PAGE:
Irish Examiner feature FOGmon project

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Enterprise Ireland has awarded a grant of €263,000 to the Nimbus Centre, CIT, to commercialise a water-network maintenance business idea. FOGmon monitors grease traps using smart systems, providing preventative diagnosis, informing the owner when action is required to maintain trouble-free operation.

The Irish Examiner featured the project on 30/12/13. Click the image below to read the online version.

Irish Examiner back-page feature on FOGmon 30/12/13

Grease traps are a frequent source of trouble for businesses in the catering industry, costly to repair and difficult to diagnose. Unknown to the general public, there are tens of thousands of such traps in the country, regularly blocking up, overflowing, and causing potential issues for water supplies in our cities. Without grease traps the water system we take for granted would clog up in weeks.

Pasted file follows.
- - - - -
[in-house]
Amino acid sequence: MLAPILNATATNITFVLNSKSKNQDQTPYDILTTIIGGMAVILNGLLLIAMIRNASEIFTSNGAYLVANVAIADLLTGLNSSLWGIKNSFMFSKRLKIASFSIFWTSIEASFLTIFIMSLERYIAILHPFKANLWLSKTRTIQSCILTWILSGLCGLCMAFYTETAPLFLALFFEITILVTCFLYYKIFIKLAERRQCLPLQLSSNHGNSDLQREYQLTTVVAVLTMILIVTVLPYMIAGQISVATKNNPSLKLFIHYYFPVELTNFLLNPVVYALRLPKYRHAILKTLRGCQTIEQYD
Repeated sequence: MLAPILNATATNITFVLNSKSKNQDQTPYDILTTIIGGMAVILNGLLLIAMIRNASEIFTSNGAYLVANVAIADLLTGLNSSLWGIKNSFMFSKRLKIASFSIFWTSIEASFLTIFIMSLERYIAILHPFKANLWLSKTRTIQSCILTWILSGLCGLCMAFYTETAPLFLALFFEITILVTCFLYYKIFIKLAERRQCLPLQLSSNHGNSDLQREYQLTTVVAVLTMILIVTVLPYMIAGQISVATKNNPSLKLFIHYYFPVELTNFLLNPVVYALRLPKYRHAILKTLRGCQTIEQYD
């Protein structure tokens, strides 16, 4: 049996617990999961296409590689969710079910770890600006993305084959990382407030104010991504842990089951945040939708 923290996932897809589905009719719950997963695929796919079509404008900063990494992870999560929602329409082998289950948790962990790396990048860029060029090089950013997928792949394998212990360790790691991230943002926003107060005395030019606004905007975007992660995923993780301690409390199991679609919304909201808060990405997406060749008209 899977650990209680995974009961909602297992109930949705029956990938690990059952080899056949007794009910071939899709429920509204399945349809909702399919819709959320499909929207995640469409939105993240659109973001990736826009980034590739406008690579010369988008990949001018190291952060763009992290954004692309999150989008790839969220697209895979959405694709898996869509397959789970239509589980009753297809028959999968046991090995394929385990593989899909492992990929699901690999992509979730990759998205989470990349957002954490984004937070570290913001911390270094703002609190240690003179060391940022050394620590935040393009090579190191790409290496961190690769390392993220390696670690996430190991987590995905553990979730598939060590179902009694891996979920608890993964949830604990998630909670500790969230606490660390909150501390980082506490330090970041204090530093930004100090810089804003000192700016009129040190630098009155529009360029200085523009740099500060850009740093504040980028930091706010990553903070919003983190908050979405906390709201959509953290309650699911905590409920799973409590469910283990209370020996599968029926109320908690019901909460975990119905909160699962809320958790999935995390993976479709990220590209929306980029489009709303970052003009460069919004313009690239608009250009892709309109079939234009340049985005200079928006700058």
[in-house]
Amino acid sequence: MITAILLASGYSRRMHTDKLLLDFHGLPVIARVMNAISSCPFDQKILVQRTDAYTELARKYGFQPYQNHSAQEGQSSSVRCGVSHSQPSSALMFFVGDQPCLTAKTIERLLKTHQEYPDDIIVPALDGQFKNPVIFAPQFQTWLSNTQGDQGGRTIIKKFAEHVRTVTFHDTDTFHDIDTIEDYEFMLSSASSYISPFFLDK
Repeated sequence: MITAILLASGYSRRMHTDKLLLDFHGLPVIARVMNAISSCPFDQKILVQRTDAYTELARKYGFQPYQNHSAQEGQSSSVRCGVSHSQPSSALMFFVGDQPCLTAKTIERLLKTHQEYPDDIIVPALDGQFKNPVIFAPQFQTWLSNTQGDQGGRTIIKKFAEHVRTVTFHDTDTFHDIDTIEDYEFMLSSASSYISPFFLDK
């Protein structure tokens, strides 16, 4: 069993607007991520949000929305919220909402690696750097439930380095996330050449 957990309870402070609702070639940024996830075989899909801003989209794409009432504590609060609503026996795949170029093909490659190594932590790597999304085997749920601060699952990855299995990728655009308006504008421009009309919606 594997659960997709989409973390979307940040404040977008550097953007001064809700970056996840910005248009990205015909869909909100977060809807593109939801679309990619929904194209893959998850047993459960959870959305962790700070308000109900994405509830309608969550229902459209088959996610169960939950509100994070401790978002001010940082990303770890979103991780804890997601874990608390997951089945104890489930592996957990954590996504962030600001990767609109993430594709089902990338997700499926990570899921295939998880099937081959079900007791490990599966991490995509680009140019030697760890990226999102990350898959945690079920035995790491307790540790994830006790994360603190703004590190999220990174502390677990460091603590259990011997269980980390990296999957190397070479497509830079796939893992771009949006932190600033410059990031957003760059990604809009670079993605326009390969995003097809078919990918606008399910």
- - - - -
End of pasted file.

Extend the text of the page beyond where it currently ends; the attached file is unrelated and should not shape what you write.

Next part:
The international opportunity for the technology is huge, with millions of traps in the USA alone. The technology will be retrofittable to existing systems. Maintenance contractors can avoid unnecessary journeys, while ensuring they get to a trouble-spot in time to prevent pipe blockages.

This is another example of the application of Nimbus Centre smart technology to solve issues with ageing infrastructure and develop an elegant practical solution which saves time, hassle and money while in tandem providing employment through technology development and exports.

The major benefit will be avoiding a full grease trap creating a major problem in a pipe, which might then have to be dug up and completely replaced. The project will be carried out over the next 18 months; field trials will take place to prove the concept and the equipment that will be created by Nimbus for the project. The new equipment and monitoring system can then be rolled out by contractors to businesses like hotels and restaurants, generating new jobs and exports.

Nimbus is an expert centre for embedded systems, where they develop sensors, data transmission and computer systems for everyday products and situations. It employs over 60 highly skilled technical staff, and has a strong track record of engaging with industry – over 400 companies to date – to create new ideas and start-up businesses.

The Water Systems and Services Innovation Centre (WSSIC) is a joint venture between Cork City Council, Cork County Council and the Nimbus Centre at Cork Institute of Technology.